In architecture, a Long gallery is a long, narrow room, often with a high ceiling. In Britain, long galleries were popular in Elizabethan and Jacobean houses. They were often located on the upper floor of the great houses of the time, and stretched across the entire frontage of the building. They served several purposes: among others, they were used for entertaining guests, for taking exercise in the form of walking when the weather was inclement, and for displaying art collections.
A long gallery has the appearance of a spacious corridor, but it was designed as a room to be used in its own right, not as a means of passing from one room to another. In the 16th century, the seemingly obvious concept of the corridor had not been introduced to British domestic architecture: rooms were entered from outside, or by passing from one room to another.
Later long galleries were built in Victorian houses such as Nottingham Castle.
Notable long galleries in the UK can be seen at:
- Apethorpe Hall Conservation by English Heritage under way
- Aston Hall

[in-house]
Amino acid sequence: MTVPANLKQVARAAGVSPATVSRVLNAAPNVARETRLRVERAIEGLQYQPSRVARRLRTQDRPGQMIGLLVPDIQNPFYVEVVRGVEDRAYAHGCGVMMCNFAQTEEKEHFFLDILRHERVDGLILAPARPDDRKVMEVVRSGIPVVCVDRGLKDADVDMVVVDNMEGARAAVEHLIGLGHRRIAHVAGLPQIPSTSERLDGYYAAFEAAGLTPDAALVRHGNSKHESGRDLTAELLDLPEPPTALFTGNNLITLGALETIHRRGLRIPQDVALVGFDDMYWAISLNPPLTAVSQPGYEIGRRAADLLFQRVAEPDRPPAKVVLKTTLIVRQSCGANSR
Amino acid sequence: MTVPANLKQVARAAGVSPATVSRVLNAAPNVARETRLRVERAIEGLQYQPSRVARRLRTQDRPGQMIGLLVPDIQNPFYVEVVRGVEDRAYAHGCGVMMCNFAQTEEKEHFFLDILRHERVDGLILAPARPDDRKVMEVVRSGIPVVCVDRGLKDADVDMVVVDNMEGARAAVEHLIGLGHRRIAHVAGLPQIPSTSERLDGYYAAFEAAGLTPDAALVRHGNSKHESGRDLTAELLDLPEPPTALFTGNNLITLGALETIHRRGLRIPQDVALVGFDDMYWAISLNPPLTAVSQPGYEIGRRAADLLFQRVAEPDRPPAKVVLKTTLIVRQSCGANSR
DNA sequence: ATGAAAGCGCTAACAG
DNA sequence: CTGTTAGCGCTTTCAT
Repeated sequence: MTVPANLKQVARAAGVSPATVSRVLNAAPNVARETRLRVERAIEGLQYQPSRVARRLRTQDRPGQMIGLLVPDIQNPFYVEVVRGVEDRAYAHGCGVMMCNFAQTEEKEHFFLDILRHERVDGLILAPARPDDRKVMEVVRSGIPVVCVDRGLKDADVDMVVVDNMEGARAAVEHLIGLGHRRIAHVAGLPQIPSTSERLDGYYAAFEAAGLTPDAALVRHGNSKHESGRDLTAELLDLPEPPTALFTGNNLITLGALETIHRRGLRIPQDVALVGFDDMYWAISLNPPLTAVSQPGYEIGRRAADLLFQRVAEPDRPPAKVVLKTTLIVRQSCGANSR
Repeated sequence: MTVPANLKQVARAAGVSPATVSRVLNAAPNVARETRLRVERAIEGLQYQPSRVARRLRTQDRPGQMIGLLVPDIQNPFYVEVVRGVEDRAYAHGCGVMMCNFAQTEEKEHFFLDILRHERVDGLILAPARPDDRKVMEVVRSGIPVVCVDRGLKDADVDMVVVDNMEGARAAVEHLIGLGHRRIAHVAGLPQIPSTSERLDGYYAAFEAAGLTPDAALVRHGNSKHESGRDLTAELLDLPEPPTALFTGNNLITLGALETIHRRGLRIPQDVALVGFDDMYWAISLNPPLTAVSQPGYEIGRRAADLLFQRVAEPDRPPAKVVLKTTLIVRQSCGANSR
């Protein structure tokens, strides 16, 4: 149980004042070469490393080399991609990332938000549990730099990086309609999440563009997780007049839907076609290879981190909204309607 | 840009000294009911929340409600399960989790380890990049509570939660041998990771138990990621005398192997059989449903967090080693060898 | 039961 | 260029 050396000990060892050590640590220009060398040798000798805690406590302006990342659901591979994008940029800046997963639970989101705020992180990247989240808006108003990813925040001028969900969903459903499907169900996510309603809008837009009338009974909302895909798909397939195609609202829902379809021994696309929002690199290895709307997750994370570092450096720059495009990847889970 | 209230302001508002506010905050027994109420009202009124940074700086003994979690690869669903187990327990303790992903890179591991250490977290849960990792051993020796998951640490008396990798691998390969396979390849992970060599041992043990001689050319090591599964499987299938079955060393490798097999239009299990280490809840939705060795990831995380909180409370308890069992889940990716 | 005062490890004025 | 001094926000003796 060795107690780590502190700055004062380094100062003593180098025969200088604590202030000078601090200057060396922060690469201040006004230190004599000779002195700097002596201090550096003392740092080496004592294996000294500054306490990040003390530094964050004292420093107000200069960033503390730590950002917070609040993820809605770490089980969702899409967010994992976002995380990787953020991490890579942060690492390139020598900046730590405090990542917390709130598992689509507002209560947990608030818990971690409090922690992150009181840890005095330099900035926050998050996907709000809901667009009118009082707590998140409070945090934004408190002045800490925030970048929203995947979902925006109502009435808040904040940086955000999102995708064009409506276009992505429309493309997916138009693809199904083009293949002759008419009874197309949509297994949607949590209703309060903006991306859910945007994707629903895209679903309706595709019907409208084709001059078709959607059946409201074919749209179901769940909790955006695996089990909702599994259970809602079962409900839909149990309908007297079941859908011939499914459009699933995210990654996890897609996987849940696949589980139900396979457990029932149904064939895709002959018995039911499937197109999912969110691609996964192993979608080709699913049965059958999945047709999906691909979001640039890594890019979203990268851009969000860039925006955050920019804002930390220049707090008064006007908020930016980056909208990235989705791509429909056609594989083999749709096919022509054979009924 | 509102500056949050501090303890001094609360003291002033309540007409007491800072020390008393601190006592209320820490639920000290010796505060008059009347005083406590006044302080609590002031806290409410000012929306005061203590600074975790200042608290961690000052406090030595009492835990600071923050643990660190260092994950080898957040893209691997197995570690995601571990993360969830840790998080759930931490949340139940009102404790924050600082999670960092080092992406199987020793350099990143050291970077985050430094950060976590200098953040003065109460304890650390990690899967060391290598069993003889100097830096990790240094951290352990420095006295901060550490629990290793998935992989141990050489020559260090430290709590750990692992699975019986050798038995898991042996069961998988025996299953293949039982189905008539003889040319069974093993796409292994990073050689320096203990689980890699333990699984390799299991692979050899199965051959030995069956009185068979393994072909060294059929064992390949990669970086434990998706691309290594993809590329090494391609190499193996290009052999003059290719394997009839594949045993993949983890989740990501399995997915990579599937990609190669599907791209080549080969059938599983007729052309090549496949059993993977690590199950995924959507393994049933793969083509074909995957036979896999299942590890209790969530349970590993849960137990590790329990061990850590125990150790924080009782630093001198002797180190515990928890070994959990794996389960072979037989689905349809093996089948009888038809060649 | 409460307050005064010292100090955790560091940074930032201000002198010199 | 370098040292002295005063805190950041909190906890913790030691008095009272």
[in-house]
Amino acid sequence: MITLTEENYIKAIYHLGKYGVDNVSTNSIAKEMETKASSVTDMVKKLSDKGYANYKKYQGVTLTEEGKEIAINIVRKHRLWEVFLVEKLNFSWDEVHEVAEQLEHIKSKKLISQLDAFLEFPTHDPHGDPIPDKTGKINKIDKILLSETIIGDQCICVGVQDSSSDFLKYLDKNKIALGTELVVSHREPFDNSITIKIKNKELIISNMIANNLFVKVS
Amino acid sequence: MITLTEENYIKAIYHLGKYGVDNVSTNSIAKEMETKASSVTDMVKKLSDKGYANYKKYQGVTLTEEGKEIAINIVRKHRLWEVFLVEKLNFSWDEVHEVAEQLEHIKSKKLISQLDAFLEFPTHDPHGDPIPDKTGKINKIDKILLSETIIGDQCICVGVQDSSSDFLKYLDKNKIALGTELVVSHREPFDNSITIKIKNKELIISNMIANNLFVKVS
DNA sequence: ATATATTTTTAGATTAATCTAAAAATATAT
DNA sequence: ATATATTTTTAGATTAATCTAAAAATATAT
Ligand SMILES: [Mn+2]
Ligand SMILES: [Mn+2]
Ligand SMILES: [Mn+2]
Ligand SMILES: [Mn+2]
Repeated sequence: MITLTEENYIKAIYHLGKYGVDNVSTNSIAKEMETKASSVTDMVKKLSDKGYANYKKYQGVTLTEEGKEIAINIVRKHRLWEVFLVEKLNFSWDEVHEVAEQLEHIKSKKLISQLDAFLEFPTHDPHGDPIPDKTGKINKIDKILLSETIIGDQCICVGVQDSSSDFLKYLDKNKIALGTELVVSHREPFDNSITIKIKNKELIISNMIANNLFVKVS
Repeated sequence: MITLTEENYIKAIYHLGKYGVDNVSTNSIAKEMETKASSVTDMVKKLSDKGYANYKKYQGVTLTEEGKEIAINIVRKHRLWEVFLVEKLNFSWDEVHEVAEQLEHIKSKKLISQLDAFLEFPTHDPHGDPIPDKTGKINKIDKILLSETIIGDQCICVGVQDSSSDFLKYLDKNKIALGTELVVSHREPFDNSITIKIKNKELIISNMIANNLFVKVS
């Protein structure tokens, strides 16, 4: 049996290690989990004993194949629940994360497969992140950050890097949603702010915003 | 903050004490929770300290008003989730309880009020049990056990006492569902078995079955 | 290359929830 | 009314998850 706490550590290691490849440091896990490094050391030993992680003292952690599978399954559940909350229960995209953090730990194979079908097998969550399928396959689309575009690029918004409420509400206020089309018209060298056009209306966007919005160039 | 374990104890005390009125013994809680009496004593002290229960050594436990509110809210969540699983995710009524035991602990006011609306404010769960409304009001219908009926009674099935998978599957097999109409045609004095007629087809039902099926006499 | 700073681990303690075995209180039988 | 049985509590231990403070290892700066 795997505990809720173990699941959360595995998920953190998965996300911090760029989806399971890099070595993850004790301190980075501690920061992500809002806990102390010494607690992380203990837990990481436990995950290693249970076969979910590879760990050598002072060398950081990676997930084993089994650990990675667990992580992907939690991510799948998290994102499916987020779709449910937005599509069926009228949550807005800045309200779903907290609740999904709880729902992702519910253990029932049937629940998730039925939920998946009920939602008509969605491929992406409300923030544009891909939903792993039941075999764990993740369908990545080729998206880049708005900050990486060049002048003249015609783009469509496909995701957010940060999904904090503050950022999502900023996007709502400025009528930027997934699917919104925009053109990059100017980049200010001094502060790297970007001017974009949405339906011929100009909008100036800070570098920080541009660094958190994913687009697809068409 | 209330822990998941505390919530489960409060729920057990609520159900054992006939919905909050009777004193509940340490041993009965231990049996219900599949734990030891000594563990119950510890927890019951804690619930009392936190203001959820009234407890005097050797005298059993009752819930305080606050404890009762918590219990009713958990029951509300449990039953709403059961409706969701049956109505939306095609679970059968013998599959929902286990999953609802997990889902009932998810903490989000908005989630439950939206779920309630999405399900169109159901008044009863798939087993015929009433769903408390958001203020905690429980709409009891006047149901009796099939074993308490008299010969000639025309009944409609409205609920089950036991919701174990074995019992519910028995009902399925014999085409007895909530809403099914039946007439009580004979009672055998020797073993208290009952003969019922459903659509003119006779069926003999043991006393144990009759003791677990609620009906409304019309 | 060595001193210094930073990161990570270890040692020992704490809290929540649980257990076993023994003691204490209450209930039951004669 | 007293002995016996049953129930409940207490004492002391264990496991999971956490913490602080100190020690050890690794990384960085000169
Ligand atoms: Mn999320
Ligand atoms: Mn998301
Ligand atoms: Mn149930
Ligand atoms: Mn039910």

- Blickling Hall
- Burghley House
- Broughton Castle 
- Burton Agnes Hall 
- Burton Constable Hall 
- Haddon Hall 
- Ham House, compact and running from front to rear.
- Hardwick Hall, one of the largest.
- Hatfield House 
- Little Moreton Hall
- Longleat House (The long gallery is now called the Saloon)
- Montacute House 
- Osterley Park 
- Scone Palace 
- Syon House 
- Temple Newsam House  (Jacobean long gallery, later modified and now called the "Picture Gallery")
- The 'Long Gallery': Its Origins, Development, Use and Decoration by Rosalys Coope in Architectural History, Vol. 29, 1986 (1986), pp. 43–72+74-84
- Chisholm, Hugh, ed. (1911). "Gallery". Encyclopædia Britannica (11th ed.). Cambridge University Press